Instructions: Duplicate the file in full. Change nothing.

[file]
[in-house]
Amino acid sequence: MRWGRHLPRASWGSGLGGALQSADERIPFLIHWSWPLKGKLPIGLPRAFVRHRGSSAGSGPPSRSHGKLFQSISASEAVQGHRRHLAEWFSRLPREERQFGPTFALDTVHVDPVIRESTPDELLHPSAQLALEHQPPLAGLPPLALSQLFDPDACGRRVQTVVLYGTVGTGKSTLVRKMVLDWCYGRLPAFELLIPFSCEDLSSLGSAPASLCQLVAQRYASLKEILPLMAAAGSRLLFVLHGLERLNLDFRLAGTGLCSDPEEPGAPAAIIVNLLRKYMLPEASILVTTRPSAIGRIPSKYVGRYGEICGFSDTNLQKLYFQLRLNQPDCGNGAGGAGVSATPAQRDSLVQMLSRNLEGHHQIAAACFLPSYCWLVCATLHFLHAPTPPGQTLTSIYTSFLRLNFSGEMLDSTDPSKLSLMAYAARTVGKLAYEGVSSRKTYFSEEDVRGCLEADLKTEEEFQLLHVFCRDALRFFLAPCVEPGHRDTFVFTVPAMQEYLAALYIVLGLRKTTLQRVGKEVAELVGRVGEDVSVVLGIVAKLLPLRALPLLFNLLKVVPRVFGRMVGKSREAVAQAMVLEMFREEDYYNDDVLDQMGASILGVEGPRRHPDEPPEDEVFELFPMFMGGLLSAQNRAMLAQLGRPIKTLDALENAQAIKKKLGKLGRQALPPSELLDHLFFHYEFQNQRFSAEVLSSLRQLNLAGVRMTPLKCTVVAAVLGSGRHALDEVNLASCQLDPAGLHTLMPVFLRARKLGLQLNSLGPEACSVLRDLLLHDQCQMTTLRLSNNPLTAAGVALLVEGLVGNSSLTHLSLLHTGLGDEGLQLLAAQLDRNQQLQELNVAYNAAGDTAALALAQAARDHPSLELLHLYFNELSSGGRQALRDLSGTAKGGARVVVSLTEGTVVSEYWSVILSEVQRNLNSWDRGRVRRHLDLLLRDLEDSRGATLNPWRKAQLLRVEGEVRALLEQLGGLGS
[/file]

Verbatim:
[in-house]
Amino acid sequence: MRWGRHLPRASWGSGLGGALQSADERIPFLIHWSWPLKGKLPIGLPRAFVRHRGSSAGSGPPSRSHGKLFQSISASEAVQGHRRHLAEWFSRLPREERQFGPTFALDTVHVDPVIRESTPDELLHPSAQLALEHQPPLAGLPPLALSQLFDPDACGRRVQTVVLYGTVGTGKSTLVRKMVLDWCYGRLPAFELLIPFSCEDLSSLGSAPASLCQLVAQRYASLKEILPLMAAAGSRLLFVLHGLERLNLDFRLAGTGLCSDPEEPGAPAAIIVNLLRKYMLPEASILVTTRPSAIGRIPSKYVGRYGEICGFSDTNLQKLYFQLRLNQPDCGNGAGGAGVSATPAQRDSLVQMLSRNLEGHHQIAAACFLPSYCWLVCATLHFLHAPTPPGQTLTSIYTSFLRLNFSGEMLDSTDPSKLSLMAYAARTVGKLAYEGVSSRKTYFSEEDVRGCLEADLKTEEEFQLLHVFCRDALRFFLAPCVEPGHRDTFVFTVPAMQEYLAALYIVLGLRKTTLQRVGKEVAELVGRVGEDVSVVLGIVAKLLPLRALPLLFNLLKVVPRVFGRMVGKSREAVAQAMVLEMFREEDYYNDDVLDQMGASILGVEGPRRHPDEPPEDEVFELFPMFMGGLLSAQNRAMLAQLGRPIKTLDALENAQAIKKKLGKLGRQALPPSELLDHLFFHYEFQNQRFSAEVLSSLRQLNLAGVRMTPLKCTVVAAVLGSGRHALDEVNLASCQLDPAGLHTLMPVFLRARKLGLQLNSLGPEACSVLRDLLLHDQCQMTTLRLSNNPLTAAGVALLVEGLVGNSSLTHLSLLHTGLGDEGLQLLAAQLDRNQQLQELNVAYNAAGDTAALALAQAARDHPSLELLHLYFNELSSGGRQALRDLSGTAKGGARVVVSLTEGTVVSEYWSVILSEVQRNLNSWDRGRVRRHLDLLLRDLEDSRGATLNPWRKAQLLRVEGEVRALLEQLGGLGS